PS Fournier, created by Stéphane Elbaz, is designed in tribute to Pierre-Simon Fournier. Following the publication of this typeface, we are pleased to announce the launch of the printed specimen. This specimen was designed by Stéphane Elbaz and includes an original essay (English-French) by the eminent French specialist of type history about Mr Fournier Le Jeune. We are launching a web version of this specimen too!
Originally published in 2001, this brand new revision of Ambroise Pro, — including new italics — has taken 15 years. It seemed appropriate to explain the design process to young generations of type designers, and to introduce to type users a little glimpse of our everyday world. However to better understand the history of Ambroise, at least a few references to the Didot’s history provides a little clarity… How to approach the history of Didots?
Since many years, graphic designers, customers ask us questions about where they could learn to create typefaces without taking a year off at MATD or KABK. This is in order to respond to what’s missing in Europe, particularly in France, that we have decided to work on this project since summer 2014. We’re now proud to announce the launch of this new Typofonderie activity. Type@Paris is the first intensive type design program in Paris, offering a unique approach in Europe to learn type design from scratch (or almost) following a long tradition of curriculum started in France in the 70’s.
As part of the Fête du Graphisme 2015, projection of 12 short movies called Sacrés caractères: Times, Futura, Helvetica, Mistral, Bodoni, Garamond and many others. The film crew including Thomas Sipp, Damien Gautier and Valérianne Boué will be present. This is also an opportunity to honor this essential discipline of graphic arts and unknown to the public, typeface design. “A roundtable hosted by Philippe Di Folco will include typographers, typeface designers including Jean François Porchez.”(Fête du Graphisme 2015: Table ronde dans le cadre de la projection de Sacrés caractères)”“!:/gazette/post/fete-du-graphisme-sacres-caracteres-at-arts-decoratifs/
Since 1994, for each typeface published by Typofonderie, a printed specimen is designed. The explanation is very simple: before the web, this was in fact the only way to present correctly a typeface. The web has changed that, a lot. What’s the function of a typeface specimen? A real tool for graphic designers, to check the style and functionalities of typefaces they may potentially need as part of any new projects?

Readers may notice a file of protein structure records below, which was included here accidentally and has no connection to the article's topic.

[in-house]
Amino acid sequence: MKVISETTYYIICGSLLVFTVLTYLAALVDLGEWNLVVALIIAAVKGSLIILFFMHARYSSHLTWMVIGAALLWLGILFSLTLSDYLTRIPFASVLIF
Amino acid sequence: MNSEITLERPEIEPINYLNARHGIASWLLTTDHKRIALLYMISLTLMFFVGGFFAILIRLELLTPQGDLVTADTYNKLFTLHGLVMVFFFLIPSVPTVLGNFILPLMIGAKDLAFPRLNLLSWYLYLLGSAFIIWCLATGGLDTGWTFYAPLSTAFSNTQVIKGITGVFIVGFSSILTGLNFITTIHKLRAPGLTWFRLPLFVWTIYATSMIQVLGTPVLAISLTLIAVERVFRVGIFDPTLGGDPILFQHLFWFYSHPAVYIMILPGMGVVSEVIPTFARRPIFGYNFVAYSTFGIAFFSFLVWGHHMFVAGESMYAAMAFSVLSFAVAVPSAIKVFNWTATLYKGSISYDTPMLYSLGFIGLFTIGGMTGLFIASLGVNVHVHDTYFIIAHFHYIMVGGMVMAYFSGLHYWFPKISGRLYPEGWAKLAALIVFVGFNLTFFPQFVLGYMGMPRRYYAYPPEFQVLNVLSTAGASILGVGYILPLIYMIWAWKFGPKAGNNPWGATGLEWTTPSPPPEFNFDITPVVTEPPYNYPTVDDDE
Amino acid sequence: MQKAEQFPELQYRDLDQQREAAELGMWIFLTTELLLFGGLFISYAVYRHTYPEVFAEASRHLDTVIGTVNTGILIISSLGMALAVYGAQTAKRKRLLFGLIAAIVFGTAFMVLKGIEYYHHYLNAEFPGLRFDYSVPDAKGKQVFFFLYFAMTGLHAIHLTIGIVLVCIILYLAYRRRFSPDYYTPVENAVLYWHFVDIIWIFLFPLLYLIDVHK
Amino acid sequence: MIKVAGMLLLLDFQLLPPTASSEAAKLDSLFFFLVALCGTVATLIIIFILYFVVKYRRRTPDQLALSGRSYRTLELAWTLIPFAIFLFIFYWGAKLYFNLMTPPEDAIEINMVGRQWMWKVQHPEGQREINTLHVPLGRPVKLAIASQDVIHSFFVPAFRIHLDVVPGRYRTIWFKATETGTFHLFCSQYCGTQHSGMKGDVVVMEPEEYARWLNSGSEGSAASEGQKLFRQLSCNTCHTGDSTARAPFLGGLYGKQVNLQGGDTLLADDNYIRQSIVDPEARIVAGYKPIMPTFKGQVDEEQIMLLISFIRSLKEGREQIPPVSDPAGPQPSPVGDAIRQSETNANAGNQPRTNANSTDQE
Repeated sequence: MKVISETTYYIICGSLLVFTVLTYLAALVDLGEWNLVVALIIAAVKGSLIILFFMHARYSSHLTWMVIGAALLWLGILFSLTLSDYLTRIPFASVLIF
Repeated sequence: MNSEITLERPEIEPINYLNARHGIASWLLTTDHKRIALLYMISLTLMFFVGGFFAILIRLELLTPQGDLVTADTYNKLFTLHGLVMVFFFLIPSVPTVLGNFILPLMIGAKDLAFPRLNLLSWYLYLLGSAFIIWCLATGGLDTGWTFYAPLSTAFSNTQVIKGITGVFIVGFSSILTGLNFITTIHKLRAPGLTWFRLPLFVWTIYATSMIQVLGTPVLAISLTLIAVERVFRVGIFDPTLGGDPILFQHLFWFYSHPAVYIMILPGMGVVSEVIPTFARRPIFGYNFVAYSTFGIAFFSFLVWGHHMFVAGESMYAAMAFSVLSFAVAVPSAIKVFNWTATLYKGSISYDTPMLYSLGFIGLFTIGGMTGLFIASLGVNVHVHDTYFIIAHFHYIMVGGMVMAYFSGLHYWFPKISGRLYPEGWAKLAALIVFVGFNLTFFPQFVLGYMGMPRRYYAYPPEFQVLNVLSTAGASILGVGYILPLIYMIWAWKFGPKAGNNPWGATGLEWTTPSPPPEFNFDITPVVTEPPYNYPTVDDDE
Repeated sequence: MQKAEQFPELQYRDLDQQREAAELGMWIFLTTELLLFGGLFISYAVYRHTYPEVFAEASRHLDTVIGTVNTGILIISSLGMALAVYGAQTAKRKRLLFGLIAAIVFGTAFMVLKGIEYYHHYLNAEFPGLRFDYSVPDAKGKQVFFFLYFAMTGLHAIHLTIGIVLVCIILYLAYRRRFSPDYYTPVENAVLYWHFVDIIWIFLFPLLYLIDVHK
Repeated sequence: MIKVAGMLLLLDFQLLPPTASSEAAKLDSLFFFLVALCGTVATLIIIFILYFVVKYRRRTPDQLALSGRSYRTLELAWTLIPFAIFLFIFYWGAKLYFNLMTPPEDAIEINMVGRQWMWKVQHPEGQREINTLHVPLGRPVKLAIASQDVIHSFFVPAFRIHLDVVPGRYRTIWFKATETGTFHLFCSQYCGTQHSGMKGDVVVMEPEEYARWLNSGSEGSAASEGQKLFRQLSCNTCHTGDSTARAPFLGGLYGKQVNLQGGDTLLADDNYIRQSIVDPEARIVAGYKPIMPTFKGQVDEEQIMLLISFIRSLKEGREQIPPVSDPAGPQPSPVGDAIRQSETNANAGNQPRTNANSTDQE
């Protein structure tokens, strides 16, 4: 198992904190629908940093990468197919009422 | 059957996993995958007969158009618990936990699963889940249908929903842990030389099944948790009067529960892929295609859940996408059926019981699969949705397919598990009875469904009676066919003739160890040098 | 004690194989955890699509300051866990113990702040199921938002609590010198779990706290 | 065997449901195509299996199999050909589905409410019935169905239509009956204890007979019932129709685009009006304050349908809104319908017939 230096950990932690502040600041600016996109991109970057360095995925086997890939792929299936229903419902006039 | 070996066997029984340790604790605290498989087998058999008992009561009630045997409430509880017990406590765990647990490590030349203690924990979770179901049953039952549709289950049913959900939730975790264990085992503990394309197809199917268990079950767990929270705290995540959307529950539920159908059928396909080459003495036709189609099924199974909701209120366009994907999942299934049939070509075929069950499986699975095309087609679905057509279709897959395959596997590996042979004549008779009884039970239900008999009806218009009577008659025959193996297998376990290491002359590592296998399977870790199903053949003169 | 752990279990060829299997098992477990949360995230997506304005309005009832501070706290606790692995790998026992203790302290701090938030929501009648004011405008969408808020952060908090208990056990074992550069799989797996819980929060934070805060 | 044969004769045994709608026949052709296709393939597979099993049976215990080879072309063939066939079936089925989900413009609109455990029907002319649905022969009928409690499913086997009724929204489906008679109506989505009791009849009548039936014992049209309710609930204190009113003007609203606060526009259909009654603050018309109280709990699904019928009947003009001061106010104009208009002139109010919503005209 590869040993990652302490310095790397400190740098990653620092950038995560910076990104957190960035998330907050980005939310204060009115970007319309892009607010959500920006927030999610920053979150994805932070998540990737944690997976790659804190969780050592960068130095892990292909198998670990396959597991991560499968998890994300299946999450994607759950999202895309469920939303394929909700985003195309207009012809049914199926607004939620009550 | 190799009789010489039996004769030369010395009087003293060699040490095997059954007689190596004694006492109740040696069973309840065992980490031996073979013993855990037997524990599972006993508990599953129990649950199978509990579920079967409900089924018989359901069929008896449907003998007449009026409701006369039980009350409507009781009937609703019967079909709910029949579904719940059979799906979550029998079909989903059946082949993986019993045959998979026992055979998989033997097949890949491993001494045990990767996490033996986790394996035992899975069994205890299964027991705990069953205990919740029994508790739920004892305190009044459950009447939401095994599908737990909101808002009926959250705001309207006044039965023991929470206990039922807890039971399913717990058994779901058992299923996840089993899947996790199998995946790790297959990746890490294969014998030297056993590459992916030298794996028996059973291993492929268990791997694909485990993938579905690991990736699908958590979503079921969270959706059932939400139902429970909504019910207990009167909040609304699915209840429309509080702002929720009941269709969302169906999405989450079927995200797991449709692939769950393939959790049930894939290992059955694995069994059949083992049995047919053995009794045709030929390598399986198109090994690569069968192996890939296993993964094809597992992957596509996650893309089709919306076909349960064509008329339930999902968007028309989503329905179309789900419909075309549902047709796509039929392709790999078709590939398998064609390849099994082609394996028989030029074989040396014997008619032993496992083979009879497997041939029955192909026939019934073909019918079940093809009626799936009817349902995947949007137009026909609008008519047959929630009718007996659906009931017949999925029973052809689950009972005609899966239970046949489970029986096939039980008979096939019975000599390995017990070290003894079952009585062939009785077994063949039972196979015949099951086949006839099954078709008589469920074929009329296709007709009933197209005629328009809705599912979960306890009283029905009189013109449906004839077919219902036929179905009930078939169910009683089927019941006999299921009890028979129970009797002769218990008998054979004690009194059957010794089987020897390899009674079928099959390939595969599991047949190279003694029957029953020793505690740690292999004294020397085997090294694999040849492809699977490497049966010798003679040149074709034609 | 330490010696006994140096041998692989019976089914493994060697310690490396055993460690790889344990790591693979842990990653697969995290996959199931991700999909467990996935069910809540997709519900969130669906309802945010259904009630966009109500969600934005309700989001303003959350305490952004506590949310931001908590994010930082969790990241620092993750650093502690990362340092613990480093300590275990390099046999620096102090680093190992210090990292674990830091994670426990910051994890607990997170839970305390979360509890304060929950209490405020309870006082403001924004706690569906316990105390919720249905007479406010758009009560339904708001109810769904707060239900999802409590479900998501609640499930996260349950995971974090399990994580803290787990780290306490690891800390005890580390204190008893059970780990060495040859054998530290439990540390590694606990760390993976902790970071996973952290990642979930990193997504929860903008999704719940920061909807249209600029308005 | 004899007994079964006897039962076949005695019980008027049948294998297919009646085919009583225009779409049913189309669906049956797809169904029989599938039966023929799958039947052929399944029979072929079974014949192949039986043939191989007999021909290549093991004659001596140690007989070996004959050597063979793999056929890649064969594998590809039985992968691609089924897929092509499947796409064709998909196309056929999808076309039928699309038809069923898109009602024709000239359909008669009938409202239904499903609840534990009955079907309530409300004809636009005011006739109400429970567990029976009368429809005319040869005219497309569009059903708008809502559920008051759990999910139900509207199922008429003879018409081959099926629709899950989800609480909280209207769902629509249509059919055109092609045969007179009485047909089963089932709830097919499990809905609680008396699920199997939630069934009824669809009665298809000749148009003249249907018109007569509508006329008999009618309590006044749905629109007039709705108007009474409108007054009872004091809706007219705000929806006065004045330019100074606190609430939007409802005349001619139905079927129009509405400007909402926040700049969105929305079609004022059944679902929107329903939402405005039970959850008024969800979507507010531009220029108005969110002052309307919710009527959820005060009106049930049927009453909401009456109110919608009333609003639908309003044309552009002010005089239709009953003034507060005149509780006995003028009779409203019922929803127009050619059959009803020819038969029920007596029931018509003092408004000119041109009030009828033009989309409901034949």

It is really difficult in a few paragraphs to define the Maximilien Vox’s rich and complex career. His name sounds familiar among graphic designers and typographers, not as familiar to a largest public. A typographic classification bears his name, the Vox-ATypI classification. As well as a Parisian high school specialized in graphic arts. Maximilien Vox was born as Samuel William Théodore Monod on 1894, December 16th, in Condé-sur-Noireau, France. His eclectic competencies marked the French graphic design and typography.
Nationality does not apply easily to type and culture, as Yvonne Schwemer Scheddin has said: ‘The concept of “nation” is political, whereas script is connected directly to language and its geographic linguistic areas.’ A couple of centuries ago, languages, scripts and the typefaces which represented them were intrinsically related to each other. Earlier Roman capitals became the typographic system dedicated to monumental inscriptions during the Roman Empire, and later the Carolingian minuscule was adopted as the official script for all of the Charlemagne Empire…
Published by Atelier Perrousseaux, this voluminous opus History of typographic writing: the 19th century French style, of nearly 400 pages is once again an erudite body of work with a great wealth of information. It covers not only what is most famous & important in French typography in the 19th Century, like the Didot family characters (which take central stage in the book) but also aspects which are sometimes rather under-valued: for example, the influence of English typography on the French type designers of the time, the importance of the rebirth of the Elzévirs (old face) or the invention of fancy characters.
The curator of the Letterform Archive, Rob Saunders collecting typography and letterforms of all kinds for 35 years. He created the Archive to share his passion and build community around the collection. His last idea is to publish a calendar for designers and typographic aficionados! It will be your calendar for 2014, but Rob Saunders need your help now.
The 1996 version of Anisette, built around the idea of two widths capitals can be described as a geometric sanserif typeface, influenced by the 30s and the Art Deco movement. Its design relies on multiple sources, from Banjo through Cassandre posters, but especially lettering of Paul Iribe. So, when Jean François Porchez has decided, five years later, to create lowercases, the story became more complicated. His stylistic references couldn’t be restricted anymore to the French Art-déco period but to the shop signs present into our cities throughout the twentieth century. In 2013, Anisette Pro Petite marks a rebirth.